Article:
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  • Also, why the Jets took a chance on a few red-flag players, why the Colts focused on speed and character this draft and more remaining notes from an eventful NFL draft weekend.
By Albert Breer
April 29, 2019

Still more to clean up (and there will be for a while) from the 2019 NFL Draft …

1. There’s a very strong parallel between the Patriots taking LSU QB Danny Etling last year and Auburn QB Jarrett Stidham this year, and it’s not that they’re both from the SEC. Before the 2018 draft, New England saw Etling as a talented player who was in a system and with coaches that weren’t an ideal fit. Same goes for Stidham. Last summer, an NFC exec told me the two-year starter had the best arm talent in the class, and he’s widely seen as throwing the prettiest ball in the group. I’m not saying that he’s going to be Tom Brady’s successor, but other team should be at least a little nervous about this kid getting to work in the shadows with Bill Belichick and Josh McDaniels the next few years.

2. Looking for a draft steal? The Browns getting the tall, lanky Greedy Williams from the defensive back factory that is LSU at No. 46 absolutely has potential to be one. He was roundly seen as the most physically gifted corner in the class, but he has a bunch of growing up to do. Williams wasn’t always a willing tackler, and he came off in meetings with teams as having a pretty high opinion of himself. He also showed inconsistency against top-shelf competition (Alabama’s Jerry Jeudy, Georgia’s Riley Ridley). However Cleveland saw his competitiveness in coverage that they hope to translate into better tackling and more consistency as a pro. If the team can do that, this could be one heck of a bookend for Denzel Ward, well worth the fifth-rounder they spent to go up three picks to get him, and, from a value standpoint, may even make up for the first-rounder they lost in the Odell Beckham trade.

3. The Jets went safe with their first pick, taking one of the consensus top two (along with 49ers DE Nick Bosa) prospects in the draft. And then, absent a first-round pick, they rolled the dice with a some high-ceiling but character risks in Florida DE Jachai Polite and USC OT Chuma Edoga. The former is a first-round talent as a pass-rusher, but struggled in the months leading up to the draft, punctuated by a terrible string of combine interviews. The latter has been dogged by maturity questions, some concerning how he’ll handle life as a pro, and is very raw, but has the feet and athleticism to play left tackle in the NFL. This, of course, isn’t unusual when teams are missing high picks—the Jets’ second-rounder went to Indianapolis in the deal to get Sam Darnold. The clear idea is gamble a little to try and make up the difference.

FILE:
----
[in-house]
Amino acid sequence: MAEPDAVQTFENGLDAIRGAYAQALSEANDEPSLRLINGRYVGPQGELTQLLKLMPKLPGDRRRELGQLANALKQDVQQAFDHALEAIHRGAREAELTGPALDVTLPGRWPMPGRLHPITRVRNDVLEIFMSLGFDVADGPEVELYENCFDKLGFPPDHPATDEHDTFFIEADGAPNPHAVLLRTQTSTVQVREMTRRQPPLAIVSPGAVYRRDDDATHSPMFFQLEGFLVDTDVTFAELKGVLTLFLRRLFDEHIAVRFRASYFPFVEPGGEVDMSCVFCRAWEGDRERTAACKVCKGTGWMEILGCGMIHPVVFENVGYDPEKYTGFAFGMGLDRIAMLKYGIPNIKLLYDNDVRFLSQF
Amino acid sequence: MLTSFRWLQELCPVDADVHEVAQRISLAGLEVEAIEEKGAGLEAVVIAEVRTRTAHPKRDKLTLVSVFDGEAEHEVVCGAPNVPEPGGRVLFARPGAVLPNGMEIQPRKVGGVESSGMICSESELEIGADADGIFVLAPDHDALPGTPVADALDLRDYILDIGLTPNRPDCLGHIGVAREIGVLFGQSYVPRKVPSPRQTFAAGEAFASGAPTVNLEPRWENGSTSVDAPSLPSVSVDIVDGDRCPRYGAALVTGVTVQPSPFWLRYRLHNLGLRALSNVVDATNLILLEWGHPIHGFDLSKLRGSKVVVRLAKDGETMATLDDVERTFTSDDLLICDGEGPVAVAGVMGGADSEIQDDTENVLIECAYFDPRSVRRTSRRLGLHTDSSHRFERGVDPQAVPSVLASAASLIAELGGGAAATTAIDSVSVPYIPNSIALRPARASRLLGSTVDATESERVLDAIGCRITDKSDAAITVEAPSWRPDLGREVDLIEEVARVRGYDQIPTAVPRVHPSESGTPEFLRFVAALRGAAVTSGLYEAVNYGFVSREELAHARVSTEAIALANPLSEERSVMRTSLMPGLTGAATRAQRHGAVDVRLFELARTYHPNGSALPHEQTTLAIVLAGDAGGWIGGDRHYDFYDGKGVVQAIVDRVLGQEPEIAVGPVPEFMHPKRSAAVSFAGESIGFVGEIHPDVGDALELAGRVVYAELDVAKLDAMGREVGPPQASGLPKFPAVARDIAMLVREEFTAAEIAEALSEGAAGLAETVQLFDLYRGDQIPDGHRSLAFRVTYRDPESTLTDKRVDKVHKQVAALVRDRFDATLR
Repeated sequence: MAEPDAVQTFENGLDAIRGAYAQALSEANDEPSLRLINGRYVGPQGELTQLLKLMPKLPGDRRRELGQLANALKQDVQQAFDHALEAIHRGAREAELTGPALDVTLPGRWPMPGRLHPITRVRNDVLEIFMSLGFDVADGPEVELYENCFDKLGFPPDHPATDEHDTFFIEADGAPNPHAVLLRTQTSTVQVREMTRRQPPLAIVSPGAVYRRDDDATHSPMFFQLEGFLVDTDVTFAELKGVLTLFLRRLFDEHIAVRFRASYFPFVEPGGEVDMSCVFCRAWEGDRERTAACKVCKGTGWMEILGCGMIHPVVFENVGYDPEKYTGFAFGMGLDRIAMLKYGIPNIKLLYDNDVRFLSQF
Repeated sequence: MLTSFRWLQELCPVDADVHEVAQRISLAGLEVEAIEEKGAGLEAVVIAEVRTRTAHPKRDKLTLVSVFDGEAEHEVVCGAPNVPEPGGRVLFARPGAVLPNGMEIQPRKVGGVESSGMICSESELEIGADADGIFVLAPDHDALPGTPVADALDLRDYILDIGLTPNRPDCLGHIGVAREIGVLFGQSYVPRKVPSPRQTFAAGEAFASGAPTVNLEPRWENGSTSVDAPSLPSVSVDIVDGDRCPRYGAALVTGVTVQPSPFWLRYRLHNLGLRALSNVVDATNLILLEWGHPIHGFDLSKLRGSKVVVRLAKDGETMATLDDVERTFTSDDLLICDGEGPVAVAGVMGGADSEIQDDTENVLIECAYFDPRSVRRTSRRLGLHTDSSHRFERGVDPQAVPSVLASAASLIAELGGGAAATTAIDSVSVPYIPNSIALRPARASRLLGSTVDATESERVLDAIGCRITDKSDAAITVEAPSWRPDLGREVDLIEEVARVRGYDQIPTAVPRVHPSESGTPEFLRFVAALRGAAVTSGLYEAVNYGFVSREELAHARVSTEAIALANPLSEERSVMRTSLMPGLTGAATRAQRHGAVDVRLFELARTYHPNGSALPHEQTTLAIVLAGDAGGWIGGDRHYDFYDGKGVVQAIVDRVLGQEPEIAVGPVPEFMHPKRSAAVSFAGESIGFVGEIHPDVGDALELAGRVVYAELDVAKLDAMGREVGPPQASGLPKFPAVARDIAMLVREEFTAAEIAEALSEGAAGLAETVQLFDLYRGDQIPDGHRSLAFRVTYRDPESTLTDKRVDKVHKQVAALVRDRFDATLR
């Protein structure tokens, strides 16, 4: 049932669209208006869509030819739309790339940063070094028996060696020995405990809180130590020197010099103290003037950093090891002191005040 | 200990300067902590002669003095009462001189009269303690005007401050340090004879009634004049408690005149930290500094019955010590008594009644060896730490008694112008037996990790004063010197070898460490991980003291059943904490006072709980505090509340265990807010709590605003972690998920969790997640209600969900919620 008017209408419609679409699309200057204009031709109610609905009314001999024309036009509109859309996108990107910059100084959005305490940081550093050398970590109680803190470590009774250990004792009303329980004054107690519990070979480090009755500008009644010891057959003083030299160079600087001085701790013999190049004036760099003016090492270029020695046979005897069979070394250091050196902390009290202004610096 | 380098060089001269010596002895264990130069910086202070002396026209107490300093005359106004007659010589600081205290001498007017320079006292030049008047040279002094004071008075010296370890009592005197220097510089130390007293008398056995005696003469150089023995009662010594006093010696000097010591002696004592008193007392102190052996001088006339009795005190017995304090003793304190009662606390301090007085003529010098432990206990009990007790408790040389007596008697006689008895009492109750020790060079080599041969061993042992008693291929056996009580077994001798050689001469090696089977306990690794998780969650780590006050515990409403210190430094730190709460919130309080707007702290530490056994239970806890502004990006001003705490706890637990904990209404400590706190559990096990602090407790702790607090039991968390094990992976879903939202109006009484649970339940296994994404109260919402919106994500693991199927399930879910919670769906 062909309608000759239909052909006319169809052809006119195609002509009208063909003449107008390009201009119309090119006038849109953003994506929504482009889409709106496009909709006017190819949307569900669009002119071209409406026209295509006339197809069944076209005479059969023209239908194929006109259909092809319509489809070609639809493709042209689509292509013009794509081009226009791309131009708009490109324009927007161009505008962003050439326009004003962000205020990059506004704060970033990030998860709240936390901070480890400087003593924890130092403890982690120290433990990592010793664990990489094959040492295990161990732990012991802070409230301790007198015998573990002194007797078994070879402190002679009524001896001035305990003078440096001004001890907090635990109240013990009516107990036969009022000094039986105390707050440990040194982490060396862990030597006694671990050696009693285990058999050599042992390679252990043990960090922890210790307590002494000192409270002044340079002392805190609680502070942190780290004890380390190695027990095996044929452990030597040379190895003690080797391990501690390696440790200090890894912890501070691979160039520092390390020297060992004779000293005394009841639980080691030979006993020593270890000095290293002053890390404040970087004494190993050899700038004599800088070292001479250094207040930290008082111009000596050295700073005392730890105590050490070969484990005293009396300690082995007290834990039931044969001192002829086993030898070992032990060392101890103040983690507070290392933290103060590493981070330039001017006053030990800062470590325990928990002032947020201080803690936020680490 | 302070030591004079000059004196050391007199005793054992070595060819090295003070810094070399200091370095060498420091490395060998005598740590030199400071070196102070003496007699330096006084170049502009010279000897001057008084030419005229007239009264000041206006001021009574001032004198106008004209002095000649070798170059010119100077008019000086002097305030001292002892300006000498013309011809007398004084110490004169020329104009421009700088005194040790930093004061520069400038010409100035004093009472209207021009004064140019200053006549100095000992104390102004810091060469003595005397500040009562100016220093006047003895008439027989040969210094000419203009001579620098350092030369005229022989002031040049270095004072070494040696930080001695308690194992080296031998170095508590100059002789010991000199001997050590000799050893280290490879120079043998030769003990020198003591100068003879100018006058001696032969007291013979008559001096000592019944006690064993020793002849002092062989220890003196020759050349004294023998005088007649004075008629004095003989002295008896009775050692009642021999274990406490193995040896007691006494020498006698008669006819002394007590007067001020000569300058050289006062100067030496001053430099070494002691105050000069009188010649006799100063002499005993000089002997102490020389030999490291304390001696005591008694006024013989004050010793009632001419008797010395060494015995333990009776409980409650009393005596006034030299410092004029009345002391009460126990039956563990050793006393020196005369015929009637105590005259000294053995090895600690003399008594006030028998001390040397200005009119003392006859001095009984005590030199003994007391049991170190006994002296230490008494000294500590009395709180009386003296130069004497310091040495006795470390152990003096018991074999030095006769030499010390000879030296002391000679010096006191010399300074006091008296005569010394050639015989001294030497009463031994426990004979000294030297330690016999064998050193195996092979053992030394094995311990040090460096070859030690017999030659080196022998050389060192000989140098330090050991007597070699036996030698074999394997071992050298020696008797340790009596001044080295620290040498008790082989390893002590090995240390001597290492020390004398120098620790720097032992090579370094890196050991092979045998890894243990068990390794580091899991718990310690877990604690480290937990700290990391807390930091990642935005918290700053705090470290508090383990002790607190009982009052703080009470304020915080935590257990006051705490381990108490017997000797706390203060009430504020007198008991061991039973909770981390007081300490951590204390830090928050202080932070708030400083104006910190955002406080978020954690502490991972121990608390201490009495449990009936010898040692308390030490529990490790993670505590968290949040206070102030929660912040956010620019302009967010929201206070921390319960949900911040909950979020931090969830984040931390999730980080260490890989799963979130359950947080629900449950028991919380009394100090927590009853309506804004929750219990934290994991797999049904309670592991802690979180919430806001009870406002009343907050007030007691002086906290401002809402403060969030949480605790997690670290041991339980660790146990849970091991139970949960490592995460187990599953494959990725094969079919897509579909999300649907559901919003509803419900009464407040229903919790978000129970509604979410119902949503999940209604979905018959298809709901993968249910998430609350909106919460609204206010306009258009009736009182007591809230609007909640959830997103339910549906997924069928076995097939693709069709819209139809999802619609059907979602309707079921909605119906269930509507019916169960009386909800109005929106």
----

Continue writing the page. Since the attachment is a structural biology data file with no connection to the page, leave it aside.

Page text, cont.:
4. Two years ago, the Jets made an effort to go up and get Alvin Kamara. This year, the team targeted another offensive weapon as they negotiated a trade with the Eagles (the New York Daily News’ Manish Mehta wrote on that today, and I confirmed it) at 57. And that effort was rendered moot by an aggressive play from the Chiefs to wrangle the 56th pick from the Rams, and get that player—Georgia’s Mecole Hardman. Obviously, the need there was pushed by Tyreek Hill’s situation, but the Chiefs aren’t under the illusion that Hardman will be what Hill has been. As they see it, he’s somewhere in-between Hill and De’Anthony Thomas as a h-back type of player, and I had another evaluator agree with that assessment.

Who were the Chiefs worried about? They knew about the Jets, but the Eagles and Colts, who also had receiver needs, were there, too. The Eagles, I’m told, actually liked Ohio State’s Parris Campbell more than Hardman for that kind of role, and wound up taking a more traditional receiver (Stanford’s J.J. Arcega-Whiteside) anymore. The Colts? They liked Hardman, but my understanding is they had Campbell, who they took at 59, ranked above him, too.

5. Speaking of the Colts, I’m told GM Chris Ballard wanted to emphasize speed and character in this year’s class. And while it’s hard to quantify the latter, we can the former. Defensive linemen Ben Banogu (second round) and Gerri Green (sixth round) were sixth and seventh, respectively, at their position group in the 40 at the combine. Third-roudner Bobby Okereke was 10th amoung linebackers, and fourth-rounder Khari Willis posted a strong time (4.52) for a safety. And Campbell’s 4.31 was first among receivers and third overall at the combine.

The one straggler was their first pick—second-round corner Rock Ya-Sin. He posted a middling (for a corner) 4.51. But Indy keeps their own combine times, rather than relying on the league’s times, and the slowest time they had on him was 4.48. Plus, they had him going from 4.32 in the short shuttle at combine to 4.18, and 7.34 in the three-cone at combine to 6.97 at his pro day, which bolstered the idea that he was better than he showed in their back yard. So all in all, the Colts accomplished what they were out to.